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Why India and Vietnam Need Each Other

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The Pulse

Why India and Vietnam Need Each Other

Narendra Modi’s recent visit to Vietnam forged new inroads in an important Asian bilateral.

Why India and Vietnam Need Each Other
Credit: Flickr/ Narendra Modi

India and Vietnam have enjoyed close ties based on their shared history of fighting against colonial rule. In addition, there is a deep cultural connection between the two as well. The former kingdom of Champa in present-day Vietnam was deeply influenced by Indian traditions and customs.

Indian Prime Minister Narendra Modi’s recent visit to Vietnam in early September marked an important step forward in their ties. The fact that the PM chose to drop by Vietnam on his way to the G20 Summit in Hangzhou, China would not be lost on observers and must have ruffled quite a few feathers in Beijing. It also comes in the wake of July 12 award handed down by the Permanent Court of Arbitration in The Hague on the dispute between the Philippines and the China. In this ruling, the Court rejected Beijing’s nine-dash line claim in the South China Sea.

At that time, the Indian External Affairs Ministry had noted that “India supports freedom of navigation and overflight, and unimpeded commerce, based on the principles of international law, as reflected notably in the UNCLOS.” Although India does not have any claims in the South China Sea, its economy depends on keeping sea lanes of communication open for international shipping, both commercial and military.

Vietnam’s Importance for India

First, Vietnam is an important element of India’s Act East Policy, which aims to re-invigorate its historical ties with countries in Southeast and East Asia. It was after Modi took office in May 2014 that the former “Look East Policy” was rechristened the “Act East Policy.”

Second, Vietnam is important for India from the connectivity angle. With the election of a civilian government in Myanmar, there are ample opportunities for closer connectivity between India and Vietnam via Myanmar and existing transit routes in Cambodia and Laos. The trilateral India-Myanmar-Thailand trilateral highway will allow Indian goods to reach Southeast Asia with ease and vice versa. In the future, the India-Myanmar-Thailand trilateral highway could link up with already existing roads like the one linking Thailand with the Vietnamese port of Da Nang.

Third, India’s growing economy needs energy resources and Vietnam has rich hydrocarbon reserves. India’s state-owned Oil and Natural Gas Corporation (ONGC) has been searching for oil in disputed waters off Vietnam, though China objected to this. Though ONGC had been given two exploration blocks originally (Block 127 and Block 128 in 2006), it stopped exploring in Block 127 since it had been unable to find any worthwhile hydrocarbon deposits. However, recently, ONGC Videsh Ltd, the overseas arm of the ONGC, received a one year extension to explore Block-128; this license will be valid until June 15, 2017.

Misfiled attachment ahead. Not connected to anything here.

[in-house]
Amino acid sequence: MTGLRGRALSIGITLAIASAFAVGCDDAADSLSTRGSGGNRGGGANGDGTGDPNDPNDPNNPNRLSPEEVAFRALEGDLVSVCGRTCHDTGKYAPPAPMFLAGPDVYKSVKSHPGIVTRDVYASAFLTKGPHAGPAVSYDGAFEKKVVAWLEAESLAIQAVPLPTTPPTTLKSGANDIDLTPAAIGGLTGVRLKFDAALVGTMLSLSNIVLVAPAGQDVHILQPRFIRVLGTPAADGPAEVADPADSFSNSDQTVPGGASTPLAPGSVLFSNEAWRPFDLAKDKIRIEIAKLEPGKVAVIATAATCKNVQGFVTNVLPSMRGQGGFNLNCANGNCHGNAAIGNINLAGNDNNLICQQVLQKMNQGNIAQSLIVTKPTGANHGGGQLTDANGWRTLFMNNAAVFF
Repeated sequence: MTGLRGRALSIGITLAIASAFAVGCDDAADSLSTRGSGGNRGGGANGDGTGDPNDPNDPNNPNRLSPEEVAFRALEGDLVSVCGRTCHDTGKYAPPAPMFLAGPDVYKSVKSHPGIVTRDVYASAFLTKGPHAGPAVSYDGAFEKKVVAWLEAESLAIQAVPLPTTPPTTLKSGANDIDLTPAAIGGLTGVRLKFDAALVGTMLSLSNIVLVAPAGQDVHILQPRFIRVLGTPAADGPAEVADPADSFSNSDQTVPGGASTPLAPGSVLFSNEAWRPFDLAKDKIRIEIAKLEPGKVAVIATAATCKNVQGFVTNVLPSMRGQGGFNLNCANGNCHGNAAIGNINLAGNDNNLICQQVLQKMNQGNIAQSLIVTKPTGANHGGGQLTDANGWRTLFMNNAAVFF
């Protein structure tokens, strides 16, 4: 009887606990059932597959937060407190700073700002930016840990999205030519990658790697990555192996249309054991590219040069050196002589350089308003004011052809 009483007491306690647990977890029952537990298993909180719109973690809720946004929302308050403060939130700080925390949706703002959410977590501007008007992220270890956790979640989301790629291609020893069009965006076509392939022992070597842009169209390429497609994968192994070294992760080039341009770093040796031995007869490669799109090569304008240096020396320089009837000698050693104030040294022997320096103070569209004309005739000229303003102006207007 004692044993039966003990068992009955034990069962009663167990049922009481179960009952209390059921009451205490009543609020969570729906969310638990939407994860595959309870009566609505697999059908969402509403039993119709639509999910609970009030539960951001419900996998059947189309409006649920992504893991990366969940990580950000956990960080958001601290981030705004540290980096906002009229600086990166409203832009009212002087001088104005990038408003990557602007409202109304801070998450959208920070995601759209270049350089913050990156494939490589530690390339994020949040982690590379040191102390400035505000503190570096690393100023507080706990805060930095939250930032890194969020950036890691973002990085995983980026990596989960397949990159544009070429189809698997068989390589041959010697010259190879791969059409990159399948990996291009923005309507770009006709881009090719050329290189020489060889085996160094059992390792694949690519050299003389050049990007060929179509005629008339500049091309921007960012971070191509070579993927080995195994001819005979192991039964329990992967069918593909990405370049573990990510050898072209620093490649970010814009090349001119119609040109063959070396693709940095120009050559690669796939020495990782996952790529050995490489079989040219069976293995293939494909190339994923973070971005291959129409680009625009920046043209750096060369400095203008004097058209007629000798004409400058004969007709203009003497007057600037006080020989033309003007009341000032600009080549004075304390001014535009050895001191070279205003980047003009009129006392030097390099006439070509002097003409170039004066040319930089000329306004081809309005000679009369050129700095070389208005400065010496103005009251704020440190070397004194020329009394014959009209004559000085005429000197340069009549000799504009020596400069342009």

India’s Importance for Vietnam

For Vietnam, India could be a bulwark against the dominance of any single country in the region. Hanoi has a long-festering territorial dispute with Beijing in the South China Sea, which has worsened since 2014. Meanwhile, Vietnam is entering a new phase in its foreign policy in the light of the visit of U.S. President Barack Obama in May this year and his complete lifting of the U.S. embargo on the sale of lethal weapons to Vietnam.

In the past, India has additionally conducted capacity-building programs for Vietnamese defense personnel. Besides, there are numerous opportunities to increase trade between the two countries. In 2014, total bilateral trade stood at $5.6 billion and the two countries are expecting to take it to $15 billion by 2020. Indian companies can infuse much needed capital and technology into the Vietnamese market to bring it to par with its East Asian counterparts.

Then there is the strong cultural aspect to the relationship, with Buddhism seeping into Vietnam from the land of its birth in India. Vietnam has a large number of Buddhists and many of them come to visit Buddhist holy shrines in India. As Modi said during his recent trip, “Some people came here with the objective of war. We came here with a message of peace, which has endured.”

After Modi’s Visit

During Modi’s visit, the two countries decided to upgrade their relationship from a “strategic partnership” to a “comprehensive strategic partnership.” New Delhi also extended a $500 million line of credit to Vietnam to buy defense equipment. This is above and beyond the $100 million that India had offered earlier in 2013 to Vietnam to buy defense hardware. Though both countries have been negotiating the sale of BrahMos missiles (jointly produced by India and Russia), no decision was taken on the issue during this latest visit.

Although Modi’s visit was the first prime ministerial visit by an Indian leader in 15 years, the two countries have been getting increasingly close over the past few years. Indian President Pranab Mukherjee visited Vietnam in September 2014 and Vietnamese Prime Minister Nguyen Tan Dung paid a state visit to India in October 2014.

In an age when geopolitics in the region is in a state of flux, it pays for both Vietnam and India to stand by each other. Just as China has been wading into India’s neighborhood, there is no reason why India should shy away from doing the same in China’s extended neighborhood. With its soft power and lately hard power in full flow in Vietnam, New Delhi has a first-mover advantage in that country, which it must be careful not to squander.

Dr. Rupakjyoti Borah is currently a Research Fellow with the Tokyo-based Japan Forum for Strategic Studies. The views expressed here are personal. Follow him on Twitter: @rupakj.